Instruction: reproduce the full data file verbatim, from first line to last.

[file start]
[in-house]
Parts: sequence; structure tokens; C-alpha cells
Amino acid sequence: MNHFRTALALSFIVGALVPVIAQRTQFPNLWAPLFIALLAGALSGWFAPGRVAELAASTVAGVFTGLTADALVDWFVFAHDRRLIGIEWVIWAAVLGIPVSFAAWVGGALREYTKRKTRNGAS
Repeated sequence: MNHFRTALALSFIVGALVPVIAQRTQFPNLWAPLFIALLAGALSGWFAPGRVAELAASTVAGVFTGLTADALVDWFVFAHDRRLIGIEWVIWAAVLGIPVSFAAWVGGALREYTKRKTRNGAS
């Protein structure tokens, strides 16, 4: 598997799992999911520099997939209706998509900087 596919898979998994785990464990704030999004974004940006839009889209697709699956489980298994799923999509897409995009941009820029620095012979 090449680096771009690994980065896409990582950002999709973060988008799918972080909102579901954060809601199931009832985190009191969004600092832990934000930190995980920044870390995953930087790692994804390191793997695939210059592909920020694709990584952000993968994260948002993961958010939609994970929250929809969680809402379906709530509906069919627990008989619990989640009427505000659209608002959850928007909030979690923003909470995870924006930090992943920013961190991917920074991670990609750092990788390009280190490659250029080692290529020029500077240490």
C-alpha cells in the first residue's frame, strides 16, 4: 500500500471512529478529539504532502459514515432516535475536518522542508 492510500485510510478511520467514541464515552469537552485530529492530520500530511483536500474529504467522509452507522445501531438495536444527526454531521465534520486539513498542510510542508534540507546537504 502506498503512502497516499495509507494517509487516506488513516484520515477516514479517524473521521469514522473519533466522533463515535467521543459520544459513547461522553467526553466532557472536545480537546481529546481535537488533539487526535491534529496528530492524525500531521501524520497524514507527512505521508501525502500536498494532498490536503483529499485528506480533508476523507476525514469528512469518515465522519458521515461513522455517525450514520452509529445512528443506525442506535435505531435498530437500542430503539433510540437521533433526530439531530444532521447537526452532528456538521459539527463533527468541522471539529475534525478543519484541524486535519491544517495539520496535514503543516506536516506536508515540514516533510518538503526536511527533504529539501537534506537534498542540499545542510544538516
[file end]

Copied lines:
[in-house]
Parts: sequence; structure tokens; C-alpha cells
Amino acid sequence: MNHFRTALALSFIVGALVPVIAQRTQFPNLWAPLFIALLAGALSGWFAPGRVAELAASTVAGVFTGLTADALVDWFVFAHDRRLIGIEWVIWAAVLGIPVSFAAWVGGALREYTKRKTRNGAS
Repeated sequence: MNHFRTALALSFIVGALVPVIAQRTQFPNLWAPLFIALLAGALSGWFAPGRVAELAASTVAGVFTGLTADALVDWFVFAHDRRLIGIEWVIWAAVLGIPVSFAAWVGGALREYTKRKTRNGAS
């Protein structure tokens, strides 16, 4: 598997799992999911520099997939209706998509900087 596919898979998994785990464990704030999004974004940006839009889209697709699956489980298994799923999509897409995009941009820029620095012979 090449680096771009690994980065896409990582950002999709973060988008799918972080909102579901954060809601199931009832985190009191969004600092832990934000930190995980920044870390995953930087790692994804390191793997695939210059592909920020694709990584952000993968994260948002993961958010939609994970929250929809969680809402379906709530509906069919627990008989619990989640009427505000659209608002959850928007909030979690923003909470995870924006930090992943920013961190991917920074991670990609750092990788390009280190490659250029080692290529020029500077240490």
C-alpha cells in the first residue's frame, strides 16, 4: 500500500471512529478529539504532502459514515432516535475536518522542508 492510500485510510478511520467514541464515552469537552485530529492530520500530511483536500474529504467522509452507522445501531438495536444527526454531521465534520486539513498542510510542508534540507546537504 502506498503512502497516499495509507494517509487516506488513516484520515477516514479517524473521521469514522473519533466522533463515535467521543459520544459513547461522553467526553466532557472536545480537546481529546481535537488533539487526535491534529496528530492524525500531521501524520497524514507527512505521508501525502500536498494532498490536503483529499485528506480533508476523507476525514469528512469518515465522519458521515461513522455517525450514520452509529445512528443506525442506535435505531435498530437500542430503539433510540437521533433526530439531530444532521447537526452532528456538521459539527463533527468541522471539529475534525478543519484541524486535519491544517495539520496535514503543516506536516506536508515540514516533510518538503526536511527533504529539501537534506537534498542540499545542510544538516